πνεύματός μου ἐπὶ πᾶσαν σάρκα, καὶ προφητεύσουσιν οἱ υἱοὶ ὑμῶν καὶ αἱ 
θυγατέρες ὑμῶν, καὶ οἱνεανίσκοι ὑμῶν ὁράσεις ὄψονται, καὶ οἱ πρεσβύτεροι 
ὑμῶν ἐνυπνίοις ἐνυπνιασθήσονται: 
And it will be in the last days, says God, I will pour out of/from my spirit upon all flesh, and your sons and your daughters shall prophesy, and your young shall see visions, and your elders shall dream dreams;  
ἔσται: FMI 3s, εἰμί, 1) to be, to exist, to happen, to be present
λέγει: PAI 3s, λέγω, 1) to say, to speak  1a) affirm over, maintain
ἐκχεῶ: FAI 1s, ἐκχέω, 1) to pour out, shed forth  2) metaph. to bestow or distribute largely
προφητεύσουσιν: FAI 3p, προφητεύω prophesy, to speak forth, in declaration, warning, or exhortation, as directed by the Spirit of God
ὄψονται: FMI 3p, ὁράω, 1) to see with the eyes  2) to see with the mind, to perceive, know 
ἐνυπνιασθήσονται: FPI 3p, ἐνυπνιάζομαι, 1) to dream (divinely suggested) dreams 
1. The NRSV, NIV, and ESV suggest that “my spirit” is the object of the verb “I will pour out.” But, “my spirit” is in the genitive case and is the object of the preposition ἀπὸ. As such, it seems to read “I will pour out from my spirit” instead of “I will pour out my spirit.” What is poured out is not given. I’m not sure if this observation matters greatly in a practical sense, but at the level of translation it is quite different from what we customarily hear. It could be that the implied object of the verb ‘pour out’ is ‘myself’ or ‘drunkenness’ or ‘fire,’ etc.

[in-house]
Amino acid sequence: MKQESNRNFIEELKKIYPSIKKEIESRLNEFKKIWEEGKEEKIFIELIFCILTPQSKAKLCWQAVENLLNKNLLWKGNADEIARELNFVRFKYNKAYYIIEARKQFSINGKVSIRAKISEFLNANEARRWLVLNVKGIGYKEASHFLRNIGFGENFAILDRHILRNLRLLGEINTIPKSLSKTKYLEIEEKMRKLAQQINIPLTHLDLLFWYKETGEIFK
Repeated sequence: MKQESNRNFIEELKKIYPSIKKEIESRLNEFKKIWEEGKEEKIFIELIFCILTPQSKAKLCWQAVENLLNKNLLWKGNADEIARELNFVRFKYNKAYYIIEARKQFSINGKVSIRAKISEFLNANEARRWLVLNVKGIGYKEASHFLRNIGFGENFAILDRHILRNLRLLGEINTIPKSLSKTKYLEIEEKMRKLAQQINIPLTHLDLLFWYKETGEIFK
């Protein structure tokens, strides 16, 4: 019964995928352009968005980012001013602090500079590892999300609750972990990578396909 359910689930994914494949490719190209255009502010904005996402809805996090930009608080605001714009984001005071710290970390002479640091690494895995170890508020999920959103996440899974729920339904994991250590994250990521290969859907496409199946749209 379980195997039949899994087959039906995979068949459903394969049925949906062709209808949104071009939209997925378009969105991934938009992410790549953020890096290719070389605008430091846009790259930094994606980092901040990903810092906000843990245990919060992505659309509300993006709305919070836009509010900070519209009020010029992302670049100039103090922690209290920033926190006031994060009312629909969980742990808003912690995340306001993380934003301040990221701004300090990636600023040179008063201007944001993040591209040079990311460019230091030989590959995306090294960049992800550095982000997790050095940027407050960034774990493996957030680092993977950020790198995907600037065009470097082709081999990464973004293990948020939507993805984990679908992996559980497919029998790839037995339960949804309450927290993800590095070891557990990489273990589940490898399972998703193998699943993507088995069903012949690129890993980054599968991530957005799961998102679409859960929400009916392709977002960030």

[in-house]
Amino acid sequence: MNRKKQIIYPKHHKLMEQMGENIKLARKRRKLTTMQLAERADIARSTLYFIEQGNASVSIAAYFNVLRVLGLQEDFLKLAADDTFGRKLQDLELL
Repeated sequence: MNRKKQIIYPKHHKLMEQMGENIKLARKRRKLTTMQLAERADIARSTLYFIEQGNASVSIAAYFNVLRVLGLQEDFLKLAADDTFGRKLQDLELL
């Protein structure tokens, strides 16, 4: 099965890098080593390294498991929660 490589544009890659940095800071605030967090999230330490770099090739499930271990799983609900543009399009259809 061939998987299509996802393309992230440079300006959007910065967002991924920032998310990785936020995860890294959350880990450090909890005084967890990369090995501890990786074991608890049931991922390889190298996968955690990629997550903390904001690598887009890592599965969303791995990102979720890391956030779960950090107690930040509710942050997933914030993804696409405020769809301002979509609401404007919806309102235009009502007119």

18 καί γε ἐπὶ τοὺς δούλους μου καὶ ἐπὶ τὰς δούλας μου ἐν ταῖς ἡμέραις 
ἐκείναις ἐκχεῶ ἀπὸ τοῦ πνεύματός μου, καὶ προφητεύσουσιν. 
And even upon my male and upon my female slaves in the last days I will pour out from my spirit, and they shall prophesy. 
ἐκχεῶ: FAI 1s, ἐκχέω, 1) to pour out, shed forth  2) metaph. to bestow or distribute largely
προφητεύσουσιν: FAI 3p, προφητεύω prophesy [verb] -ieth, -ied, -ing